India @ 75: The Great Churn

India @ 75: The Great Churn

Come 15th August 2022, India steps into its 75th year of Independence, a status earned with a lot of struggle and vigour. As we celebrate the ‘Azadi ka Amrit Mahotsav’, true to the theme there has been decades of churning since 1947. Plenty has transpired in the socio-economic, political and cultural landscape of the nation.

To begin with, the 1947 - 1964 period saw the emergence and culmination of Nehruvian socialism. This included extensive licensing and reservation of industries. Simultaneously, this period was marred by periodic external aggressions from both Pakistan and China. The idea behind the majority of the schemes was socio-economic protectionism. This led to minimal foreign intervention in terms of economic activities. The effects of Nehruvian socialism were felt after his demise in 1964. The political hegemony exercised during this period had ripple effects during the late 1960s. There was a huge instability at the helm of administration in our country. This resulted in extensive food shortages and economic depletion.

The period between 1964-1980 saw India go through a socio-political rollercoaster. Extensive nationalisation was carried out by the Indira Gandhi government. Apart from this, the Emergency period saw the emergence of multiple social and political groups such as the OBC Movement in Bihar, the Navnirman Andolan led by the student community in Gujarat and the Railway employees' agitation led by George Fernandes. It also saw the rise of the first alternate political reality to the Indian National Congress, in the form of the Janata Party. After the Emergency, all social apprehensions were settled through excessive populist measures.

Right from the in famous ‘Garibi Hatao’ slogan by Indira Gandhi to rice being offered at Rs 1.50 in Andhra Pradesh by then Chief Minister Vijayabaskar Reddy, the era of populism flourished. A series of populist measures backed by poor fiscal and monetary policies resulted in a huge economic setback for India. External short term debt mounted while the foreign exchange reserves depleted extensively. It is at this juncture that the Indian government took a bold move defying the then political dispensation.

The famous LPG- Liberalisation, Privatisation and Globalisation- reforms were initiated in 1991. The licence raj was abolished paving the way for more private industries to be set up. Privatisation of ill-performing Public Sector Undertakings was carried out paving way for more structured and accountable management of these companies. Globalisation ensured that global technology was meeting local business needs. This resulted in the boom of the IT industry and emergence of the telecom industry.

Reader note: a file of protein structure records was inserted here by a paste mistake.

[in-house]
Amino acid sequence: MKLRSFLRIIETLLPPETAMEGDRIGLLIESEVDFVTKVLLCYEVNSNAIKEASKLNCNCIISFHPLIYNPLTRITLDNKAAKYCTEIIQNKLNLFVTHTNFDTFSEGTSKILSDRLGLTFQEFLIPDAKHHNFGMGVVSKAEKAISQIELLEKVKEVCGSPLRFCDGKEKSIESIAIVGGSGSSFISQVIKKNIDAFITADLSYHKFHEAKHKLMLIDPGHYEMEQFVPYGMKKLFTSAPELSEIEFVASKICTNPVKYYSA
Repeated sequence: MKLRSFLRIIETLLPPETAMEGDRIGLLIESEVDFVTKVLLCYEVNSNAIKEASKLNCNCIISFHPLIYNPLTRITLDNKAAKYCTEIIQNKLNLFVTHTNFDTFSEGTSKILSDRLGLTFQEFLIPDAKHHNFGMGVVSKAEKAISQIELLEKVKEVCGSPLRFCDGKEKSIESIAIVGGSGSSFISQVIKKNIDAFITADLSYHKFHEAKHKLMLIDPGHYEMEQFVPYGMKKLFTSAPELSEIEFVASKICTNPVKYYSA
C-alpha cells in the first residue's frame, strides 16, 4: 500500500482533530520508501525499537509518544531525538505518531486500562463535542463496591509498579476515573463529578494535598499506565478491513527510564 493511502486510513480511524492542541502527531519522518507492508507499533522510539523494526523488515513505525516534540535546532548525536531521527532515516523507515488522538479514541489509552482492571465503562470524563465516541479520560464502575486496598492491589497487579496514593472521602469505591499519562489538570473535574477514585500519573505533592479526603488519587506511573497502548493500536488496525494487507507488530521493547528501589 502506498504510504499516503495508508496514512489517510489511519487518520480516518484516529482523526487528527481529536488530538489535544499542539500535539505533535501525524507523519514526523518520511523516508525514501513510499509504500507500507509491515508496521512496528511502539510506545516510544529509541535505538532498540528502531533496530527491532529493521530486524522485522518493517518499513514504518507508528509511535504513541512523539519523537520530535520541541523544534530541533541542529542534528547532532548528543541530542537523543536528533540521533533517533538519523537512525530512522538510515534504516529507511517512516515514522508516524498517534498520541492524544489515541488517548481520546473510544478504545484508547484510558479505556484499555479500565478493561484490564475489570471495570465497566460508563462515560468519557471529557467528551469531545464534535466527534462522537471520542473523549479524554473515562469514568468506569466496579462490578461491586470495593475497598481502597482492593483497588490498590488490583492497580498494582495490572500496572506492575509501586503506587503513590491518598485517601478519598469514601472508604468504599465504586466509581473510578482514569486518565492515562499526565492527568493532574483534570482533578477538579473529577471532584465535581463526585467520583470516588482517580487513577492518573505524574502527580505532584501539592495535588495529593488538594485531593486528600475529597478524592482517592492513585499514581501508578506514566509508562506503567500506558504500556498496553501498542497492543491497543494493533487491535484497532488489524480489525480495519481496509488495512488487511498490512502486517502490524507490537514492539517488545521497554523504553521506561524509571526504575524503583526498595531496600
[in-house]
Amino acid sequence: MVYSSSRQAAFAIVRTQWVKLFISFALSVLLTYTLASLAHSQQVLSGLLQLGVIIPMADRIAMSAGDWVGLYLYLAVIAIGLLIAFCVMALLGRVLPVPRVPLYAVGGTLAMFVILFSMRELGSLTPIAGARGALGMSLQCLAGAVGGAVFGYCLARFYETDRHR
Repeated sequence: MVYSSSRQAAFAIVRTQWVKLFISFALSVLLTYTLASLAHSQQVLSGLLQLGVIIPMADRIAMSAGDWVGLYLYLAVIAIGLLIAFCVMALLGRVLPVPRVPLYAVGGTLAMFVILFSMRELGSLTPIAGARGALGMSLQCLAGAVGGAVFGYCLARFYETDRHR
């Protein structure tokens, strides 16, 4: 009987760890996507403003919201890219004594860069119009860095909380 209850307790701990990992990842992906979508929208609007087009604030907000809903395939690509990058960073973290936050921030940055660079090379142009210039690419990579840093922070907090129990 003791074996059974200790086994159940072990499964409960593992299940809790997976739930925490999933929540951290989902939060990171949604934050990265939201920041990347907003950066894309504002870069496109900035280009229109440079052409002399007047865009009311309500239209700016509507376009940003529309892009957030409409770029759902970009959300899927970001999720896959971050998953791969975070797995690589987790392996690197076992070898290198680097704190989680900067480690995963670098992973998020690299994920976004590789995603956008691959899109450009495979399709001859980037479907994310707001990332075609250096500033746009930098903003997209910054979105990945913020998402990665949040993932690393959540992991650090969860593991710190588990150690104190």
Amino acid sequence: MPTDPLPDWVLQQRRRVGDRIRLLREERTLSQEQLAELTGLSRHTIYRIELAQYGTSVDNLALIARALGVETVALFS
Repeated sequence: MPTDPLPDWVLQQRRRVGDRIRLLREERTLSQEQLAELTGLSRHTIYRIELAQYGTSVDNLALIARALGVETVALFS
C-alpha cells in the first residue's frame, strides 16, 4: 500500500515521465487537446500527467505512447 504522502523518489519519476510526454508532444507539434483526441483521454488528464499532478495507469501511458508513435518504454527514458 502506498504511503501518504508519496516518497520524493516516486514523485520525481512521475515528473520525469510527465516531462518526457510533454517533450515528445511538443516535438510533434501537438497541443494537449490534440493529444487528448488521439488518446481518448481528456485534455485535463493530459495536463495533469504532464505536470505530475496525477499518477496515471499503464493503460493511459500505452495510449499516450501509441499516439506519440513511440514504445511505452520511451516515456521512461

The early 2000s saw the extensive growth of the telecom industry resulting in enhanced communication. The National Democratic Alliance-I government saw implementation of certain landmark schemes such as Sarvashiksha Abhiyan and the Golden Quadrilateral. Around the same time India decisively thwarted the Pakistani aggression at Kargil War.

Though India had taken major economic strides, questions of internal security still plagued the country, with consequent bombings and Naxaliite insurgency. The 26/11 attacks were not only a reminder of the consequences of poor national security but also an exhibition of the crooked mindset of the internal saboteurs. Through these decades the country had gone through multiple natural and climatic disasters as well. Yet, resilience seemed to be ingrained in the ethos of the people.

The 2014 elections marked the beginning of a tectonic shift in terms of resurgence of nationalism and cultural representation across the country. We saw a series of bold foreign policy measures that put India First. It also saw the boom of the digital economy that formalised the Indian economy to a large extent.

We are now at the cusp of a new India, one that's resurgent, resilient and radiant. India has gone through a lot of ups and downs, thanks to the efforts of both dedicated sevaks and deluded saboteurs respectively. But it is our responsibility to recognize the positives of our country and take pride in it even as we constantly introspect to correct the mistakes of the past.

Just as the puranic churn, both good and evil will tend to emerge from the nation. It is our duty to keep our eyes focused on the eternal, immortal nectar that is our ancient civilisation. For this, an entire populace has to rededicate itself to the idea of India First.

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Chinmaya Udghosh